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An old base from Firmenich.

It was created in the 30’s, although it was possible to compose such accords back in the first decade of the 20th Century heliotropine was first synthetised in 1869, ionones in the 1890’s, methyl heptine/octine carbonate in 1900.


AD from a 30’s French trade paper


This is the very classical accord of violet, not quite reminiscent of the flower though. An elegant, powerful and longlasting violet, reminiscent of violet leaf absolute (that was possibly meant to replace).

I like to think that this very base shaped consumers for almost a century. This base is the archetype of perfumers’ violet  in fine fragrances and functional products as well. True-to-nature accords are easy to make using p-cresyl derivatives, indol and ionones as a foundation but unpleasant to the general customer.

Green, sweet, powdery, slighlty jasmine-like. You can have a beautiful example of such violet in Paris (Yves Saint Laurent), where I definitely smell this very accord (I cannot prove that Parmantheme was used though).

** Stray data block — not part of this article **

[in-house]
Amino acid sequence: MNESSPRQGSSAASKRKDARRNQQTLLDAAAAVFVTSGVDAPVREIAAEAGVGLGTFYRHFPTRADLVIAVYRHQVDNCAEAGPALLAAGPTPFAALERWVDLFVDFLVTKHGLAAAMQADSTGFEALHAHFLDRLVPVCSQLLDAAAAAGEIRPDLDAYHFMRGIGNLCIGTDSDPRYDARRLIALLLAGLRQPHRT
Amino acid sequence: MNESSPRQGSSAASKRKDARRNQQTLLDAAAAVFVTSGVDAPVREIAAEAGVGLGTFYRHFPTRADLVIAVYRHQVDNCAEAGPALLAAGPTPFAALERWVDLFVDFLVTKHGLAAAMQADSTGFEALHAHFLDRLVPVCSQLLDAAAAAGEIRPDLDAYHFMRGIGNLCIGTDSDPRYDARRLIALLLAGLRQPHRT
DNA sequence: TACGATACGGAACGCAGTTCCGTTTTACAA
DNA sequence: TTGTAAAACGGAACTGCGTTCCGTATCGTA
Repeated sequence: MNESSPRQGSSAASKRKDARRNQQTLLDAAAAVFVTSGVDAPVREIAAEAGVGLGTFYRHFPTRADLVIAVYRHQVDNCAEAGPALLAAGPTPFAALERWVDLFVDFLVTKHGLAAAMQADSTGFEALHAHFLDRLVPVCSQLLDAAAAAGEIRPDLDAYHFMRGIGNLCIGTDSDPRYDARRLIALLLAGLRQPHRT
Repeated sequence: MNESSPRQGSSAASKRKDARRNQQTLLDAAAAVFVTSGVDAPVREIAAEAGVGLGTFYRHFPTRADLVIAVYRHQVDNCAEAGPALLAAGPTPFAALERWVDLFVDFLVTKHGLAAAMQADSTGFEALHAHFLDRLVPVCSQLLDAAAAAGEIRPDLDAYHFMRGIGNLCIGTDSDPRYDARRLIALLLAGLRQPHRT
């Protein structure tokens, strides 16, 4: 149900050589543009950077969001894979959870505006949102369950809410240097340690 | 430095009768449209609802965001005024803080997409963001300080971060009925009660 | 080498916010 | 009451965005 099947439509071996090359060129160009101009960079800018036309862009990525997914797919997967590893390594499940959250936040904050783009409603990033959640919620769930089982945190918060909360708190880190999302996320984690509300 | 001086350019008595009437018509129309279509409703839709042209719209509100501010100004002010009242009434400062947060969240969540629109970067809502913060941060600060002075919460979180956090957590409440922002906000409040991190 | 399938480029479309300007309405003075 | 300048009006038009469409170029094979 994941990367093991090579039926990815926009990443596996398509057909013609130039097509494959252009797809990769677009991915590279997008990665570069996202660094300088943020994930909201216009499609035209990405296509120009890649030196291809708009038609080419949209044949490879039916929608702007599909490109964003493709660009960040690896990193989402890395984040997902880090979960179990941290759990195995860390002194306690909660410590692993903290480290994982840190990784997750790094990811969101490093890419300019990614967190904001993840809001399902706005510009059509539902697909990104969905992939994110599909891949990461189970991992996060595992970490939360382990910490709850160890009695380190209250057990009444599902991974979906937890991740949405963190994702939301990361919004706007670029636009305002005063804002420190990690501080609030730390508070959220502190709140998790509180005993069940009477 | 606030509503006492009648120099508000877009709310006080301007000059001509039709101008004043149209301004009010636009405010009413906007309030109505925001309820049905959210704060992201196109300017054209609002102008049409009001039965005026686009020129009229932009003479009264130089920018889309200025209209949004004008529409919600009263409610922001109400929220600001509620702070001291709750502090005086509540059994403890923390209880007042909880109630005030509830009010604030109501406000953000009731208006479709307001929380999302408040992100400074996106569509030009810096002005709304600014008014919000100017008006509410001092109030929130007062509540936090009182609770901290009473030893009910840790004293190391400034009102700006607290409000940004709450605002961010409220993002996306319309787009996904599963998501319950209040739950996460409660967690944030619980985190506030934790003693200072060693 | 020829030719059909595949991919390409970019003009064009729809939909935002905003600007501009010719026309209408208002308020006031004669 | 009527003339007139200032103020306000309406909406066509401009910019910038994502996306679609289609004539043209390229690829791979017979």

In Parmantheme I smell nonadienal and/or nonadienol as a powerful topnote: a green, cucumber-like, wet, oily note. This perception seems to be confirmed by S. Arctander in his monography on Nonadienal.

The base is founded on the main accord: methyl heptine/octine carbonate – ionones (an heavy dose!) – heliotropine – powdery musks. Some additional notes might be jasmin or rose.

A simple and beautiful composition that glorifies the green, violet leaf-like, extremely powerful methyl heptine/octine carbonate, quite difficult to use alone (and nearly banned by today’s IFRA standards).

I think that today Parmantheme features some methyl heptine/octine carbonate replacer.

Silvanone Supra (Givaudan): a mixture of cyclopentadecanone and cyclohexadecanone
Romanone Extra (ACL Aromatics)

synonyms: nor-muscone, apo-muscone

Natural identical (found in muskrat).

Not to be confused with Exaltenone or Exaltolide.

White crystals.

Warm, diffusive musky, extremely fine, faceted, powdery, animal, greasy, natural musk-like odour.